FEB: Kristina Mladenovic, FRA
MAR: Anastasiya Yakimova, BLR
1Q: Anastasiya Yakimova, BLR
APR: Marina Erakovic, NZL
MAY: Magdalena Rybarikova, SVK
2Q: Magdalena Rybarikova, SVK
JUN: Anna Tatishvili, GEO
JUN: Eleni Daniilidou, GRE (grass court)
JUL: Irina-Camelia Begu, ROU
AUG: Aleksandra Wozniak, CAN
[2011 Weekly Award Wins]
2...Irina-Camelia Begu, ROU
2...Marina Erakovic, NZL

1st Rd. Weekend: Flavia Pennetta, ITA
SF Weekend: Jelena Jankovic, SRB

TOP EARLY ROUND (1r-2r): #28 Serena Williams/USA
TOP QUALIFYING MATCH: Q3: Alexandra Panova/RUS def. #6q Andrea Hlavackova/CZE 3-6/6-2/7-6(7)
TOP EARLY RD. MATCH (1r-2r): 2nd Rd. - Irina Falconi/USA d. #14 Dominika Cibulkova/SVK 2-6/6-3/7-5
FIRST WINNER: Monica Niculescu/ROU (def. Patricia Mayr-Achleitner/AUT)
FIRST SEED OUT: #5 Petra Kvitova (lost to Dulgheru/1st Rd.)
NATION OF POOR SOULS: Czech Republic (2-5 in 1st Rd., Cetkovska walkover in 2nd)
LAST QUALIFIER STANDING: Silvia Soler-Espinosa/ESP (3rd Rd.)
LAST WILD CARD STANDING: Sloane Stephens/USA (3rd Rd.)
IT: Nominees: A.Pavlyuchenkova, one of the Bannerettes, a junior, C.Wozniacki
MS. OPPORTUNITY: a singles semifinalist
COMEBACK PLAYER: Nominees: S.Williams, F.Pennetta, M.Oudin
CRASH & BURN: Wimbledon champ, #5 Petra Kvitova/CZE (1st Rd./lost to Dulgheru) & Roland Garros champ, #6 Li Na/CHN (1st Rd./lost to Halep)
ZOMBIE QUEEN: Flavia Pennetta/ITA - sick and nearly throwing up on court late in the 2nd set, overcomes 0-5 hole and saves 4 MP in tie-break vs. Peng Shuai/CHN to escape with straight sets 4th Round win (in QF)
LADY OF THE EVENING: Nominees: S.Stosur (two dramatic night wins, neither in Ashe Stadium), S.Stosur & M.Kirilenko (for 32-pt tie-break in 4th Rd.)
BROADWAY-BOUND: Nominees: V.Williams ("One Night Only"), F.Schiavone (for combined '11 slam dramatic performances), S.Stosur & M.Kirilenko (for 32-pt tie-break in 4th Rd.)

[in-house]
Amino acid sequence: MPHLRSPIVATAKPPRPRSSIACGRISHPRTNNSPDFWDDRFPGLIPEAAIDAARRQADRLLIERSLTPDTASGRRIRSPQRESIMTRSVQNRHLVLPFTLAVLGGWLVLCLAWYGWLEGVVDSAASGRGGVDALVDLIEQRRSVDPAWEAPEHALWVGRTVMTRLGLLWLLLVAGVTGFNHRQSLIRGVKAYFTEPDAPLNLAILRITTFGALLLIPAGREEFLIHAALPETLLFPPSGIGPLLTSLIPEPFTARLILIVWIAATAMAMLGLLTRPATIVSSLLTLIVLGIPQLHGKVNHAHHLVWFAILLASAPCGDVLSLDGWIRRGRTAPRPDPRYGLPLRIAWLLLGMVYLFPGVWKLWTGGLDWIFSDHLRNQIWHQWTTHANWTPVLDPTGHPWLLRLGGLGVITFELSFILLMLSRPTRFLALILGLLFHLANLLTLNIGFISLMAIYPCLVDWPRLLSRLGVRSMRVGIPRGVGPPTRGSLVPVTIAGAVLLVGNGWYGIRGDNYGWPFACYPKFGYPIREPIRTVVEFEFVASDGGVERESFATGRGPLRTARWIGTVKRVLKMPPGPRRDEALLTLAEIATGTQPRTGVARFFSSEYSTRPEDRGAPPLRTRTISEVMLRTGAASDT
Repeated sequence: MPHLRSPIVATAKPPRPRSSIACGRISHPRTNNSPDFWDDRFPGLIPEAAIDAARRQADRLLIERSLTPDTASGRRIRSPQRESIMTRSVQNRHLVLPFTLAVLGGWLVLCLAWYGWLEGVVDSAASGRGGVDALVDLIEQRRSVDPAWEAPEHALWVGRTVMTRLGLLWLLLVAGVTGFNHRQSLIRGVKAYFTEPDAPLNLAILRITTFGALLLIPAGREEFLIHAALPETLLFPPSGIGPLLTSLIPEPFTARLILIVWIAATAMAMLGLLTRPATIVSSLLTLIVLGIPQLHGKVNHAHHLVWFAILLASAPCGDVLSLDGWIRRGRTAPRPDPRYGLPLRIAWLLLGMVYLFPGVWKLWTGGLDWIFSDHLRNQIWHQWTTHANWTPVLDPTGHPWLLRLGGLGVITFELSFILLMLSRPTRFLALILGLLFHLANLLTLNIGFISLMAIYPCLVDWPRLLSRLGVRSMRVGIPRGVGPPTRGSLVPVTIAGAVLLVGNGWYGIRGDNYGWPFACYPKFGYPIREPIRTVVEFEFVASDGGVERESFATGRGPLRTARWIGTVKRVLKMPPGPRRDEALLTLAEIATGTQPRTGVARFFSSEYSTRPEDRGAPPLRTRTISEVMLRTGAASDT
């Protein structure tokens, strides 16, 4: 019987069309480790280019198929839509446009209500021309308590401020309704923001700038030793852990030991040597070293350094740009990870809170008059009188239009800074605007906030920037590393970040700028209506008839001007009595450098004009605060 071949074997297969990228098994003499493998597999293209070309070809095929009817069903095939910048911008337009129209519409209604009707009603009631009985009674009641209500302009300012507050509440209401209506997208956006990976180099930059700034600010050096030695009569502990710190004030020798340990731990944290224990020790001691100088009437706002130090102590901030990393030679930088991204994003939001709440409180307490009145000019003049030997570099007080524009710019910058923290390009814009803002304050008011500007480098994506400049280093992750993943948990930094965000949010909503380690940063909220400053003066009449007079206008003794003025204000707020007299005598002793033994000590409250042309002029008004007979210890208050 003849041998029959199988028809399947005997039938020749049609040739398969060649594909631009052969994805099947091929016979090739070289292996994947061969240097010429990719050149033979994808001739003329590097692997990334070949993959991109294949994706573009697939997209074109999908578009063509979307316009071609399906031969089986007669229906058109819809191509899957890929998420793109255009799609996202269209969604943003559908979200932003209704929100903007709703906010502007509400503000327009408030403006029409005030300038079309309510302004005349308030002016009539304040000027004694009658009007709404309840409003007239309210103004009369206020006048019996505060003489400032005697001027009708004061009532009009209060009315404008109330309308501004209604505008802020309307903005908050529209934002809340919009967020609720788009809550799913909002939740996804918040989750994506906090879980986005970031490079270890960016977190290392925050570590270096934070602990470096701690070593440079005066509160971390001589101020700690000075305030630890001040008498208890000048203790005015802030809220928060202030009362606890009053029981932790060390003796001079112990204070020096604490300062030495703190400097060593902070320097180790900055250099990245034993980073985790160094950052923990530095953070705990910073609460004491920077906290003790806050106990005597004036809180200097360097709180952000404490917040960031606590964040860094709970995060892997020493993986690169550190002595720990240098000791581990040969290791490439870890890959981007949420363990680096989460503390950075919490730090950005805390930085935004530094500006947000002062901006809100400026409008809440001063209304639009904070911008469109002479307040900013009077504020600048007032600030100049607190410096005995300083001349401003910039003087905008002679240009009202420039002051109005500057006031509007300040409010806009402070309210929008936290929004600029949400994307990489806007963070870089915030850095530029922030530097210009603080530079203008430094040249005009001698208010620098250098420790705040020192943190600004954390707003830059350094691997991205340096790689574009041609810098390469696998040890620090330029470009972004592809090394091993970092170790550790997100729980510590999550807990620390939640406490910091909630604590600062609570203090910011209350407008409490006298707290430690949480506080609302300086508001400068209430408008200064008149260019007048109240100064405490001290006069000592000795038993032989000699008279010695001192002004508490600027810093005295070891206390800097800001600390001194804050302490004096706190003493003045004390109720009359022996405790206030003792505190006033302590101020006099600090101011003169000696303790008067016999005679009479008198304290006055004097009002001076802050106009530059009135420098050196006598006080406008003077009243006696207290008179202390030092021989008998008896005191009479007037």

All for Day 8. More tomorrow.


Blogger Eric said...

if i had to choose (and hopefully fans can have both), I think i would rather have players being able to play instead of grunt meters. i mean players retiring or not showing up is really affecting the quality of the matches...and it's really apparent at the open. since most players profess to not notice the grunting, i don't think it affects play as much.


I feel like the US Open should grow on Stosur. I was at her match last year against Dementieva and you would not believe how much support she has in the stands.

Tue Sep 06, 09:56:00 AM EDT  
Blogger Eric said...

i debated about posting this, so feel free to delete if you want...but i chuckled at the title of your last post...it sounded rather salacious lol. (this probably says more about me than anything else...)...anyway, thanks so much for all your posts :)

Tue Sep 06, 09:57:00 AM EDT  
Anonymous Anonymous said...

I'm glad you think Caro is impressive but I'm more impressed by other things you write which is feeding the thread mill again with all the negative stuff she can't do. Todd take one game at a time and look on the entertainment value. This match was a serial of long good duels with great entertainment value. That's what tennis and other sports is all about. On the other hand we have Serena's game which I think is boring, if you want to see "male tennis" you can just as well choose the right product. Serena has a generous serve, 90% of cases giving the basic to the attack and ending the duel. Highly effective but very boring. Such is sport you have to fight with the weapons you have. Can Caroline beat Serena? Why not we saw Serena on the brink of fatigue last time she played. Had it gone to a third set she was not in the open any more. So yes Caroline can go all the way and roll over Serena if she has the same spirit and game as in the Kuznetsova match. Remember how 27000 people or as many as they can be there were cheering and enjoying themselves. I've heard that people are complaining about types like Djokovic because it's a one sided job and people pay a lot to watch the evening games. Yesterday they were entertained - big cheer to the WOzzy world of tennis.

Tue Sep 06, 10:49:00 AM EDT  
Blogger Todd Spiker said...


Such a "dirty" mind. Tsk, tsk, tsk. Hahaha. Umm, yeah. It thought someone might say that. But, I figured, let the mind wander where it wanders since it's only words. ;)


Oh, I thought she played very well over the last half of the match (it's easily the most entertaining night match on Ashe so far this Open). I tried to sort of sit on the fence after this match. The plot of the match was so very similar to the matches she's played in the past, which makes me question her ability to break through her glass ceiling at this slam. That said, I DID see progress in her willingness to go forward. As I've said many times before, it's going to take some time for her to get where she needs to, but she does seem to be going in the right direction at the moment.